Ford has added yet another SUV to its burgeoning crossover line, announcing that the Puma will debut in Europe before the end of 2019.
Designed to sit in between the unloved EcoSport and the Escape/Kuga, the Puma is built on top of Ford’s older Fiesta platform, rather than the new C2 platform that sits underneath the just-announced fourth-generation Escape and the new Focus.
Teased at a Ford event in Europe, few details about the five-seat, five-door Puma – which, at 4200mm long, will rival cars like the Renault Captur, Mazda CX-3 and others – have been revealed, but it’s been designed to provide more luggage space than others in the small SUV category.
It will, for example, carry two sets of golf clubs standing upright (seems like a lot of people still play golf, right?), with a maximum of 456 litres of space behind the second row of seats when the movable boot floor is in its lowest position.
This means that the shape of the Puma is more bulbous than bold, but practicality has taken precedence.
Ford revealed little about drivetrains and specs, but did announce that the Puma would use the same 48-volt hybrid system that will be used in the Focus and the European spec Fiesta, which has been discontinued here in Australia.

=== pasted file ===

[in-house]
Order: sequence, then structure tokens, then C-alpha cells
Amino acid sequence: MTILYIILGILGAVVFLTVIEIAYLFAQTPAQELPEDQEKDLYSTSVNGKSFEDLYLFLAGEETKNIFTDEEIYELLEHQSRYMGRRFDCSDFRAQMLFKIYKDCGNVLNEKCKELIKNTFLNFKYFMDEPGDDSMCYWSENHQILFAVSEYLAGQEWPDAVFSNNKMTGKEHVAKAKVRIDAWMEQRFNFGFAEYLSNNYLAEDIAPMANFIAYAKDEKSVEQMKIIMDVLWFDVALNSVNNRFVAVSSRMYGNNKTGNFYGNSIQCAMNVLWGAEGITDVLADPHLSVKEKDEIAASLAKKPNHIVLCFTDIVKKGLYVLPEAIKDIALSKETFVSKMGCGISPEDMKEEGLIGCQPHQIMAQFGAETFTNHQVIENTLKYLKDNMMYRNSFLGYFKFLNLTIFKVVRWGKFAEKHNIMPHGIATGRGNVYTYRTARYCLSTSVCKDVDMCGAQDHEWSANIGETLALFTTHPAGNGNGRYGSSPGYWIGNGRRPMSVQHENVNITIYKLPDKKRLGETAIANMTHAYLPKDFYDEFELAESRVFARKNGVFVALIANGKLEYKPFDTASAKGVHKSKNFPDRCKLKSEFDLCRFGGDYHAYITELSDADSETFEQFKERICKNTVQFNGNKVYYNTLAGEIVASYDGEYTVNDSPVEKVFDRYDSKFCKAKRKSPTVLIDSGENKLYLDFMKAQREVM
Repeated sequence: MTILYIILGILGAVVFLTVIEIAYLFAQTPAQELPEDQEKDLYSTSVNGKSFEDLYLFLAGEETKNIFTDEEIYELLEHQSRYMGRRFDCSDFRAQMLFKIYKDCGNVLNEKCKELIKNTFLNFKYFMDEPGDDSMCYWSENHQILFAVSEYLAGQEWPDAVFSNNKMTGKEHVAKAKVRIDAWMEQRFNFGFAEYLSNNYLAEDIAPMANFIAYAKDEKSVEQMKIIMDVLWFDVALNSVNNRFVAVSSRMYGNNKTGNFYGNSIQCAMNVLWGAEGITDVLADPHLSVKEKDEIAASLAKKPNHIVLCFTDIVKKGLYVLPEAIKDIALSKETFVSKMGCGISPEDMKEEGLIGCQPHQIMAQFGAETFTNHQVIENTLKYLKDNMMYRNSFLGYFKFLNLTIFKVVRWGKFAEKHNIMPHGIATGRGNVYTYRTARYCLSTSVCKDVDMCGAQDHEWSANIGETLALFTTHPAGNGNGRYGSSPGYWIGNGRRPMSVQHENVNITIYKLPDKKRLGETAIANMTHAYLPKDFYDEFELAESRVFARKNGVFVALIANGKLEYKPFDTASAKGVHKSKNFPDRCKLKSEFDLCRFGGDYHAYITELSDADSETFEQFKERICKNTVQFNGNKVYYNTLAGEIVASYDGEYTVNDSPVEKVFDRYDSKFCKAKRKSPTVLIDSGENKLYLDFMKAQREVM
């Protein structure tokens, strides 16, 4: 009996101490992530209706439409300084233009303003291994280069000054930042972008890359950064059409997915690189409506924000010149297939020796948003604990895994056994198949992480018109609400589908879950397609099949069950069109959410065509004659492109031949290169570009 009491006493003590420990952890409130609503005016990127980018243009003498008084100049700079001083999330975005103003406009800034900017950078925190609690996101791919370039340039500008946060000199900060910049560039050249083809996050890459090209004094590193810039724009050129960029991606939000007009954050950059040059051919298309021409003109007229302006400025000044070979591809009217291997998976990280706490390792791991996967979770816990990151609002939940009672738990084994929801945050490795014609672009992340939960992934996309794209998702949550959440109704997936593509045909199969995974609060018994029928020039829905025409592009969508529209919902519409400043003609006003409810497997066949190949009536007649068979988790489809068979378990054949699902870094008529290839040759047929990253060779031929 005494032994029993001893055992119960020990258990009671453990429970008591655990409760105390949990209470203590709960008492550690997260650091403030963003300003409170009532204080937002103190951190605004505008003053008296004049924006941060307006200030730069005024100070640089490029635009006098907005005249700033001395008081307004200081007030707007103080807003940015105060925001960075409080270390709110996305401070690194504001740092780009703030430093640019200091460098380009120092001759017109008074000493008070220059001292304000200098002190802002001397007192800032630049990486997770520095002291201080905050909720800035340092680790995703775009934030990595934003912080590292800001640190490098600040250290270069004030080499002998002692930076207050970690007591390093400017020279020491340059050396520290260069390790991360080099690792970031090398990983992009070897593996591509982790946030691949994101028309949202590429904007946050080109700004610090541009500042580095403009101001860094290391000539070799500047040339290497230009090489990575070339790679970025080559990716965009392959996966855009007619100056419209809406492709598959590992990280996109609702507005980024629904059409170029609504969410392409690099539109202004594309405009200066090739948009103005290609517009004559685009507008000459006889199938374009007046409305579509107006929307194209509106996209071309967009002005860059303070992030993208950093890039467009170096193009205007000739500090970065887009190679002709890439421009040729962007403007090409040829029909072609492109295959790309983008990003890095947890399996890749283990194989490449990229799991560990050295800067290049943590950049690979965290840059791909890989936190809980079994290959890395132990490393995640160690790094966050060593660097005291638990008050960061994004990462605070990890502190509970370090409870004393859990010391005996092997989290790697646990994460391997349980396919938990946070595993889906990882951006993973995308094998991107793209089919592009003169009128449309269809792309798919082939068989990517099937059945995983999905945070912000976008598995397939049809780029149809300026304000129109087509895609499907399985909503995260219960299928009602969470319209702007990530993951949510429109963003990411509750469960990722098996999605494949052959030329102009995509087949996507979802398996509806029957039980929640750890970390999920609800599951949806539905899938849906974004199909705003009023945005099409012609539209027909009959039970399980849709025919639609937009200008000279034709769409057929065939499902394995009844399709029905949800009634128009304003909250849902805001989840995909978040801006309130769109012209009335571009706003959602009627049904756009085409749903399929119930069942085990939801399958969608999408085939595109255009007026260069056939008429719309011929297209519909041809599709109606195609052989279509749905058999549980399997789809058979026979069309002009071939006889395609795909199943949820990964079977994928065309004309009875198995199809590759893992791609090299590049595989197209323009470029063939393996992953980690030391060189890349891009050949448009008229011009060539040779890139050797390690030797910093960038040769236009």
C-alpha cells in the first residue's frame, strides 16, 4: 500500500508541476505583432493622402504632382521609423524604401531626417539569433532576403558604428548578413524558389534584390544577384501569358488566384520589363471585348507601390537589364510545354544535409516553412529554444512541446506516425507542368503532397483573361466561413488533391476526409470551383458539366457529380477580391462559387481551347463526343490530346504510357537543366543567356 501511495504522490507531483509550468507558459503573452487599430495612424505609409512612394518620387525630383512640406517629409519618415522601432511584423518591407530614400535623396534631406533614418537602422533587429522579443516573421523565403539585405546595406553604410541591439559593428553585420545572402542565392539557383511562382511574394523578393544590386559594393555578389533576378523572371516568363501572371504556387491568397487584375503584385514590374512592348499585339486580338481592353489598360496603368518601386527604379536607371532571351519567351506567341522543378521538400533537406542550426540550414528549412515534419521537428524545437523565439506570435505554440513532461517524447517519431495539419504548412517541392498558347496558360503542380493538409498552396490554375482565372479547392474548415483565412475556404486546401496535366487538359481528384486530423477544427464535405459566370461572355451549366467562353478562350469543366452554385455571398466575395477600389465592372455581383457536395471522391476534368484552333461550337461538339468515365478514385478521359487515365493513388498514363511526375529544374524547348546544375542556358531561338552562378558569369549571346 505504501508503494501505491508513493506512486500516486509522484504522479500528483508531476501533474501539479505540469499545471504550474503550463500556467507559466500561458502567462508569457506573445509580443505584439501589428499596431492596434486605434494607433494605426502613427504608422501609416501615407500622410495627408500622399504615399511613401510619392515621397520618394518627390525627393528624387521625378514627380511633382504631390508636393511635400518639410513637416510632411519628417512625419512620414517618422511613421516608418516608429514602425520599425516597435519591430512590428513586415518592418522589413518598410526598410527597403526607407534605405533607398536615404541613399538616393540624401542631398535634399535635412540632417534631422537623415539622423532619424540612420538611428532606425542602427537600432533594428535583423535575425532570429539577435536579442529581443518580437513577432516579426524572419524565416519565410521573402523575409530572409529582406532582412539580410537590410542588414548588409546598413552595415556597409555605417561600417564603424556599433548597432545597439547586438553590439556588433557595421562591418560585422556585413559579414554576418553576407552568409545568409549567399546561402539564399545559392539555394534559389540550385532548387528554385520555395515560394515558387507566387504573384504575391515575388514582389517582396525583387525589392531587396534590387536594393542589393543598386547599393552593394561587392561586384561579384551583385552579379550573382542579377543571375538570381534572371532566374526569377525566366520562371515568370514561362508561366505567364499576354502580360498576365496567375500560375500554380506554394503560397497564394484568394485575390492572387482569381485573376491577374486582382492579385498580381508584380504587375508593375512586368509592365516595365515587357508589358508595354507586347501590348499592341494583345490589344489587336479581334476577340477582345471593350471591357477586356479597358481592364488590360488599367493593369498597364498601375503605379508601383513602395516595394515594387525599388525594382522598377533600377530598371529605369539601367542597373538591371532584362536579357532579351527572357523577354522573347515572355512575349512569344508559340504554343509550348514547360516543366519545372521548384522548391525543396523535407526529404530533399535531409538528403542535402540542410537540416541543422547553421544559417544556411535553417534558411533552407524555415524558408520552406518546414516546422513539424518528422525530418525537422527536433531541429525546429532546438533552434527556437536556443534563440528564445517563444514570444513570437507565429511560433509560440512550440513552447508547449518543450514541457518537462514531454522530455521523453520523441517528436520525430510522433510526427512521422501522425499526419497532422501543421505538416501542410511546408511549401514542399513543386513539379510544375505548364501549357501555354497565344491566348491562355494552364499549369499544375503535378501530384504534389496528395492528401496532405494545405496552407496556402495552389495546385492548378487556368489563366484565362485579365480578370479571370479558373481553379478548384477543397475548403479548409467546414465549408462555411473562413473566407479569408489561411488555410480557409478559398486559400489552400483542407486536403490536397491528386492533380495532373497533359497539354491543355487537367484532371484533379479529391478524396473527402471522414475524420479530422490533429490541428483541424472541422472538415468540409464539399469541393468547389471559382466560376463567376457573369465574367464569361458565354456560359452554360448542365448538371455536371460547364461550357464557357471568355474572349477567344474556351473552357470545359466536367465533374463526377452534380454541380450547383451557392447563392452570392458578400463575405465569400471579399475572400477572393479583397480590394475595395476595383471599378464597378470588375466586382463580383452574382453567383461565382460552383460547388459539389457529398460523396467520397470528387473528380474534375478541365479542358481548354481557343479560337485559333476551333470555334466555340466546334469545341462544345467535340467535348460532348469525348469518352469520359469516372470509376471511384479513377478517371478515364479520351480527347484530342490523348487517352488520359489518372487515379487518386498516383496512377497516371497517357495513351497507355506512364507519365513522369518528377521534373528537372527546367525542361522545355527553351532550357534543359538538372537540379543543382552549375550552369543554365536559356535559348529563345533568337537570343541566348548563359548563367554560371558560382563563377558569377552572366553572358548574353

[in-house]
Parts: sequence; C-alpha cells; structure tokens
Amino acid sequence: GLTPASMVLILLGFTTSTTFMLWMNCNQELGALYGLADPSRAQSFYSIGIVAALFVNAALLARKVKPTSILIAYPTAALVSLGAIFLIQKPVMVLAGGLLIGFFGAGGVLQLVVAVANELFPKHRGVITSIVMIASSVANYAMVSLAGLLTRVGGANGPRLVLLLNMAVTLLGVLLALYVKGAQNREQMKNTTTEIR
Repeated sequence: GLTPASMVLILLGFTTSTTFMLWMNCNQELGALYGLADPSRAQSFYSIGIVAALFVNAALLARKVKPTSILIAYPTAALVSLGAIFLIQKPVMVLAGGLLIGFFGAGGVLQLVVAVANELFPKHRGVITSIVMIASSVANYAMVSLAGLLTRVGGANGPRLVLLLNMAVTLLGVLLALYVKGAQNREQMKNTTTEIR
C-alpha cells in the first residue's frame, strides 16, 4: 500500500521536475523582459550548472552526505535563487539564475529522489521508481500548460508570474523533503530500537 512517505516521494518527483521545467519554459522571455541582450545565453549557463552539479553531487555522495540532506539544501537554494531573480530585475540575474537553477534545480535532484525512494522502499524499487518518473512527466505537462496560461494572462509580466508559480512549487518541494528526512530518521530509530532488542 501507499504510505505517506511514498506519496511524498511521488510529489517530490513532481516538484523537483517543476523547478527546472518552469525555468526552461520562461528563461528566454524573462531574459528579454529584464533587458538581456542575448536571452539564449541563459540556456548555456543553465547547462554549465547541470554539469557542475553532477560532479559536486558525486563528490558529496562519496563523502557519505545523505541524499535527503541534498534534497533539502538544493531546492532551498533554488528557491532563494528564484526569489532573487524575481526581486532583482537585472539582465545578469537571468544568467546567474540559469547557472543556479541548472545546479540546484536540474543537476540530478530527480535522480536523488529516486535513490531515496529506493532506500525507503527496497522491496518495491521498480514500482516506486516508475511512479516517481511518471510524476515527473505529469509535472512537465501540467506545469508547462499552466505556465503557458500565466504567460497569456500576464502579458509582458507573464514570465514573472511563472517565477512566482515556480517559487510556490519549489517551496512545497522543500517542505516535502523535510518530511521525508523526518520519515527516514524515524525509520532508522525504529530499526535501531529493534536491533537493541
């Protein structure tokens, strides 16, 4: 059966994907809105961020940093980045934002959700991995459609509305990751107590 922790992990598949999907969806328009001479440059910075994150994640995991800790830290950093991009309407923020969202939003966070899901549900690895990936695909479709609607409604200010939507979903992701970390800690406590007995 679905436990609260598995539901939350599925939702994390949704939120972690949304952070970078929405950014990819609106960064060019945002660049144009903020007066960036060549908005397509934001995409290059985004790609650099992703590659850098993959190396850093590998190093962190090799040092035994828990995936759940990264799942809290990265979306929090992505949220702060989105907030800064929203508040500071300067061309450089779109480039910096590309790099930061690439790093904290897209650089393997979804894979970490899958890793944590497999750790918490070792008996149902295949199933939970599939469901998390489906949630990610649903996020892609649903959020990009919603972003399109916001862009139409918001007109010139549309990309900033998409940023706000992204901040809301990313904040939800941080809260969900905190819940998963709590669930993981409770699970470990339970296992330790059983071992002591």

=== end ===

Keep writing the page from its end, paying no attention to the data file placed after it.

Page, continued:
The system, which uses braking energy to charge a lithium-ion battery pack to feed a small supplementary electric motor, will be teamed with a 1.0-litre three-cylinder turbocharged petrol engine that will power the Puma’s front wheels.
The Puma name is not new to Ford; it was used on a Europe-only sports coupe (below) between 1997 and 2002.
The 1990s Puma was based on the Fiesta
Locally, Ford Australia said that the Puma "looks great", and it was "excited" for the announcement, but had nothing else to share.
If the Puma does make it down under, it will join Ford Australia’s burgeoning SUV fleet that consists of the small EcoSport, medium Endura and Escape as well as the large Everest… which may well mean the Puma might have to change its name.